leased fee estate. An ownership interest held by a landlord with the rights of use and occupancy conveyed by lease to others.

 

leasehold estate. The interest held by the lessee (the tenant or renter) through a lease conveying the rights of use and occupancy for a stated term under certain conditions.

 

loan to value ratio The ratio between a mortgage loan and the value of the property pledged as security; usually expressed as a percentage

 

market rent. The rental income that a property would most probably command in the open market; indicated by the current rents paid and asked for comparable space as of the date of the appraisal.

 

mortgage constant The capitalization rate for debt; the ratio of the annual debt service to the principal amount of the mortgage loan.

 

net lease. A lease in which the tenant pays all property operating expenses in addition to the stipulated rent.

 

net operating income The actual or anticipated net income that remains after all operating expenses are deducted from effective gross income, but before mortgage debt service and book depreciation are deducted.

 

nominal interest rate A stated or contract rate; an interest rate, usually annual, that does not necessarily correspond to the true or effective rate of growth at compound interest.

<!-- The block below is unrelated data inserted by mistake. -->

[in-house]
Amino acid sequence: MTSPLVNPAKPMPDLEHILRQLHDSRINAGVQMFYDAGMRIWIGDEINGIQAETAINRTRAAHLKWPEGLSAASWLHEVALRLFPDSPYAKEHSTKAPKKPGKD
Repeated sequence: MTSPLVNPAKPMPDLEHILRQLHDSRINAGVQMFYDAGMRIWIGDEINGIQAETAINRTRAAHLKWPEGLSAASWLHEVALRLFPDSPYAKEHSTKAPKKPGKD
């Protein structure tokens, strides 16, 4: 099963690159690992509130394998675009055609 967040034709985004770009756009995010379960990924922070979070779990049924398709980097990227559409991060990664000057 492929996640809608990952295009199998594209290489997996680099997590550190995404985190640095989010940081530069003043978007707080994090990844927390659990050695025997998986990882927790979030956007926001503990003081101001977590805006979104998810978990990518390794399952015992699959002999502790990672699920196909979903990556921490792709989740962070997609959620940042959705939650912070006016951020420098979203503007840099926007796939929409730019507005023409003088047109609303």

obsolescence. One cause of depreciation; an impairment of desirability and usefulness caused by new inventions, changes in design, improved processes for production, or other external factors that make a property less desirable and valuable for a continued use.

 

occupancy rate. The relationship or ratio between the income received from the rented units in a property and the income that would be received if all the units were occupied.

 

operating expense ratio The ratio of total operating expenses to effective gross income.

 

operating expenses. The periodic expenditures necessary to maintain the real property and continued production of the effective gross income, assuming prudent and competent management.